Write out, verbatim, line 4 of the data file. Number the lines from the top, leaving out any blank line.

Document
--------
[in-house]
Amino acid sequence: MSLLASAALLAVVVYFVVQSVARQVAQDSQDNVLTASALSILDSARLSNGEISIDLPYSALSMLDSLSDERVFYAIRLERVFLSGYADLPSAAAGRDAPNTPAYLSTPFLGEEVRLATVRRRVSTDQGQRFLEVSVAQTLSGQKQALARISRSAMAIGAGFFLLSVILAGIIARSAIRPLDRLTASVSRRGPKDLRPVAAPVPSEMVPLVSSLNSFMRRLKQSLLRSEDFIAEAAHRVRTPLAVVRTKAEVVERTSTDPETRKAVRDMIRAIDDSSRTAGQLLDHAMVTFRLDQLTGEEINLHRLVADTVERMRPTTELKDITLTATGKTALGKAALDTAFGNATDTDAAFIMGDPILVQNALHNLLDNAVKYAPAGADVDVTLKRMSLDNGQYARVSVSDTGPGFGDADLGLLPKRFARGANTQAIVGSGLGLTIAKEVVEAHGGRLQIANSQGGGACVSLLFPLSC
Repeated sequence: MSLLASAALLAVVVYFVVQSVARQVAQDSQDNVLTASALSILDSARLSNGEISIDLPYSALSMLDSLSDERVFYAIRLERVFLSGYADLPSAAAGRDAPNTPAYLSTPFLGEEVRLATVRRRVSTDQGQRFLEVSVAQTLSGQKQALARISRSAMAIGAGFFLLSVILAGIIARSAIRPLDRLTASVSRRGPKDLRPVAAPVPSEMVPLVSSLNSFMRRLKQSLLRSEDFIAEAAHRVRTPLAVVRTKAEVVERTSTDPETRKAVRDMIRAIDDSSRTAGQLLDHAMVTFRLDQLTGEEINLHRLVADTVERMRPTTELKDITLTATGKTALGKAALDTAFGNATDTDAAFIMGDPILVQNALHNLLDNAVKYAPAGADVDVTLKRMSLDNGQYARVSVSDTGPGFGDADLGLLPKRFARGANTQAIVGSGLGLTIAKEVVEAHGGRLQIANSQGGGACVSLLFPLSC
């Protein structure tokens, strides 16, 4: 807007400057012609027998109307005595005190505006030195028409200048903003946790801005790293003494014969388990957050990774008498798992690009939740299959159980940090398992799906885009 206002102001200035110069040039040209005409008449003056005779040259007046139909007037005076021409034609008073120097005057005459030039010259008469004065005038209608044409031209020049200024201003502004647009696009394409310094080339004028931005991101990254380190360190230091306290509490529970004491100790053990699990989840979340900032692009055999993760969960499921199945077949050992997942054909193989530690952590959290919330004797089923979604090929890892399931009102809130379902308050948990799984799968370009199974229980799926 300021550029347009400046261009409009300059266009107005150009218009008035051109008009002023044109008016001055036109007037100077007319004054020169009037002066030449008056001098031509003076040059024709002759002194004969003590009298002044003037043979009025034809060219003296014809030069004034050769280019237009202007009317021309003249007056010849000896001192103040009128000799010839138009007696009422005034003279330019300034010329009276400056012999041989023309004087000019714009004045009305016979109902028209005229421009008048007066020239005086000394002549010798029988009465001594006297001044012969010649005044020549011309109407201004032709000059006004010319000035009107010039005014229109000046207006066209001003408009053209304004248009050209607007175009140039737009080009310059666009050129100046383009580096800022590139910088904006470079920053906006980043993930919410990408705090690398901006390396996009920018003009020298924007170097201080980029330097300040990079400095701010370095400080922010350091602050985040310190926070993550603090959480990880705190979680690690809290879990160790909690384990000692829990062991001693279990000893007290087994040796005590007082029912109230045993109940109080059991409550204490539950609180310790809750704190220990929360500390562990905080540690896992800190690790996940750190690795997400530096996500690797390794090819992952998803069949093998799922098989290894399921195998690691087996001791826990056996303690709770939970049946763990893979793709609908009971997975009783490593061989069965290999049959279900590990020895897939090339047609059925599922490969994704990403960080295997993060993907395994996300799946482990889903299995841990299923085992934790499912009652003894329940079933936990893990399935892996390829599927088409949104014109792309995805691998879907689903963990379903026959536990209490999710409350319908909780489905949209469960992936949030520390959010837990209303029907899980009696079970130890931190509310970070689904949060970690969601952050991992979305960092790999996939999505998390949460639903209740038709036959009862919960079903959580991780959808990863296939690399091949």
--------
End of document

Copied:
């Protein structure tokens, strides 16, 4: 807007400057012609027998109307005595005190505006030195028409200048903003946790801005790293003494014969388990957050990774008498798992690009939740299959159980940090398992799906885009 206002102001200035110069040039040209005409008449003056005779040259007046139909007037005076021409034609008073120097005057005459030039010259008469004065005038209608044409031209020049200024201003502004647009696009394409310094080339004028931005991101990254380190360190230091306290509490529970004491100790053990699990989840979340900032692009055999993760969960499921199945077949050992997942054909193989530690952590959290919330004797089923979604090929890892399931009102809130379902308050948990799984799968370009199974229980799926 300021550029347009400046261009409009300059266009107005150009218009008035051109008009002023044109008016001055036109007037100077007319004054020169009037002066030449008056001098031509003076040059024709002759002194004969003590009298002044003037043979009025034809060219003296014809030069004034050769280019237009202007009317021309003249007056010849000896001192103040009128000799010839138009007696009422005034003279330019300034010329009276400056012999041989023309004087000019714009004045009305016979109902028209005229421009008048007066020239005086000394002549010798029988009465001594006297001044012969010649005044020549011309109407201004032709000059006004010319000035009107010039005014229109000046207006066209001003408009053209304004248009050209607007175009140039737009080009310059666009050129100046383009580096800022590139910088904006470079920053906006980043993930919410990408705090690398901006390396996009920018003009020298924007170097201080980029330097300040990079400095701010370095400080922010350091602050985040310190926070993550603090959480990880705190979680690690809290879990160790909690384990000692829990062991001693279990000893007290087994040796005590007082029912109230045993109940109080059991409550204490539950609180310790809750704190220990929360500390562990905080540690896992800190690790996940750190690795997400530096996500690797390794090819992952998803069949093998799922098989290894399921195998690691087996001791826990056996303690709770939970049946763990893979793709609908009971997975009783490593061989069965290999049959279900590990020895897939090339047609059925599922490969994704990403960080295997993060993907395994996300799946482990889903299995841990299923085992934790499912009652003894329940079933936990893990399935892996390829599927088409949104014109792309995805691998879907689903963990379903026959536990209490999710409350319908909780489905949209469960992936949030520390959010837990209303029907899980009696079970130890931190509310970070689904949060970690969601952050991992979305960092790999996939999505998390949460639903209740038709036959009862919960079903959580991780959808990863296939690399091949």